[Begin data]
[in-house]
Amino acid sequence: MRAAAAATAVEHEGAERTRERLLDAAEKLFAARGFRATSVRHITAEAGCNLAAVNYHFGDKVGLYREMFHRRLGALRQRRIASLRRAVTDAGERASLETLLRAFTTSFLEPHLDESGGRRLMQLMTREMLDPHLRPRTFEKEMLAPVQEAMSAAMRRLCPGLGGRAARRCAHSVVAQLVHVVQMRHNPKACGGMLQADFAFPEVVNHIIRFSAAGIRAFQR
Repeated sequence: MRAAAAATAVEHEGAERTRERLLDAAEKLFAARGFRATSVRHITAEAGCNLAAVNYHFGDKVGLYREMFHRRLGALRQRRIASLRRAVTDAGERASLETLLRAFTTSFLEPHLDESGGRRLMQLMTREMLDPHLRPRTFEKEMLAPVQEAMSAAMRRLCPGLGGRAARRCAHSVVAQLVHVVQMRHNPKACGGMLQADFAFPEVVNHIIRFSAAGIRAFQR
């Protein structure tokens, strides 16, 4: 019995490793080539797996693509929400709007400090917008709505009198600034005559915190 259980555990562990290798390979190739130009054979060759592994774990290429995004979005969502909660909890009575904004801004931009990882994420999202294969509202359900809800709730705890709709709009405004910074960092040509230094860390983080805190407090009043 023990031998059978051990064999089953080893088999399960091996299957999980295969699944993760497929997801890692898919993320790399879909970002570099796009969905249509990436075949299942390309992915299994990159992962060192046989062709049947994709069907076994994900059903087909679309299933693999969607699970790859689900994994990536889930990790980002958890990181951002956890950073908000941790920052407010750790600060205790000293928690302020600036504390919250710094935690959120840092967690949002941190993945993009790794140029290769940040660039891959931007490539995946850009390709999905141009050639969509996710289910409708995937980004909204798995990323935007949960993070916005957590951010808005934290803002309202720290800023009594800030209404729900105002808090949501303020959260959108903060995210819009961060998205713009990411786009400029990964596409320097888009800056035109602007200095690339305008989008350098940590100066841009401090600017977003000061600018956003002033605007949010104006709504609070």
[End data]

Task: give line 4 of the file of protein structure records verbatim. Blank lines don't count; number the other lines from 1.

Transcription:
């Protein structure tokens, strides 16, 4: 019995490793080539797996693509929400709007400090917008709505009198600034005559915190 259980555990562990290798390979190739130009054979060759592994774990290429995004979005969502909660909890009575904004801004931009990882994420999202294969509202359900809800709730705890709709709009405004910074960092040509230094860390983080805190407090009043 023990031998059978051990064999089953080893088999399960091996299957999980295969699944993760497929997801890692898919993320790399879909970002570099796009969905249509990436075949299942390309992915299994990159992962060192046989062709049947994709069907076994994900059903087909679309299933693999969607699970790859689900994994990536889930990790980002958890990181951002956890950073908000941790920052407010750790600060205790000293928690302020600036504390919250710094935690959120840092967690949002941190993945993009790794140029290769940040660039891959931007490539995946850009390709999905141009050639969509996710289910409708995937980004909204798995990323935007949960993070916005957590951010808005934290803002309202720290800023009594800030209404729900105002808090949501303020959260959108903060995210819009961060998205713009990411786009400029990964596409320097888009800056035109602007200095690339305008989008350098940590100066841009401090600017977003000061600018956003002033605007949010104006709504609070």